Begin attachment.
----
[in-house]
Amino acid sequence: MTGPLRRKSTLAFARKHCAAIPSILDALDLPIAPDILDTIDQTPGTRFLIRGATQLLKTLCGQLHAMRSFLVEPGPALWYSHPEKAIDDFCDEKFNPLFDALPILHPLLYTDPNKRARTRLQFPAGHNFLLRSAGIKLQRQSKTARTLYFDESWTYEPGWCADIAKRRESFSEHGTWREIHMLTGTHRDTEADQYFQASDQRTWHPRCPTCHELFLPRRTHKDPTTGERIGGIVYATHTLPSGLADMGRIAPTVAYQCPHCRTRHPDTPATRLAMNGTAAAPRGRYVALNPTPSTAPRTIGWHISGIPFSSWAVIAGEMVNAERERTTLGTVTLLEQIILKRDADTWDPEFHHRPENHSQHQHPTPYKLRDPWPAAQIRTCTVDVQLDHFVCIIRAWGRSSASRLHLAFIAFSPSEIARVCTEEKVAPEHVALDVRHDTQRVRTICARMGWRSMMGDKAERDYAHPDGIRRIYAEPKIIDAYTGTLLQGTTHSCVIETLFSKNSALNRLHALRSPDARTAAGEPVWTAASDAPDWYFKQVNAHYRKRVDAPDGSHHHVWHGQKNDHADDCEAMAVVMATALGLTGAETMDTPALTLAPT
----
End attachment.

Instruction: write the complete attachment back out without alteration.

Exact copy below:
[in-house]
Amino acid sequence: MTGPLRRKSTLAFARKHCAAIPSILDALDLPIAPDILDTIDQTPGTRFLIRGATQLLKTLCGQLHAMRSFLVEPGPALWYSHPEKAIDDFCDEKFNPLFDALPILHPLLYTDPNKRARTRLQFPAGHNFLLRSAGIKLQRQSKTARTLYFDESWTYEPGWCADIAKRRESFSEHGTWREIHMLTGTHRDTEADQYFQASDQRTWHPRCPTCHELFLPRRTHKDPTTGERIGGIVYATHTLPSGLADMGRIAPTVAYQCPHCRTRHPDTPATRLAMNGTAAAPRGRYVALNPTPSTAPRTIGWHISGIPFSSWAVIAGEMVNAERERTTLGTVTLLEQIILKRDADTWDPEFHHRPENHSQHQHPTPYKLRDPWPAAQIRTCTVDVQLDHFVCIIRAWGRSSASRLHLAFIAFSPSEIARVCTEEKVAPEHVALDVRHDTQRVRTICARMGWRSMMGDKAERDYAHPDGIRRIYAEPKIIDAYTGTLLQGTTHSCVIETLFSKNSALNRLHALRSPDARTAAGEPVWTAASDAPDWYFKQVNAHYRKRVDAPDGSHHHVWHGQKNDHADDCEAMAVVMATALGLTGAETMDTPALTLAPT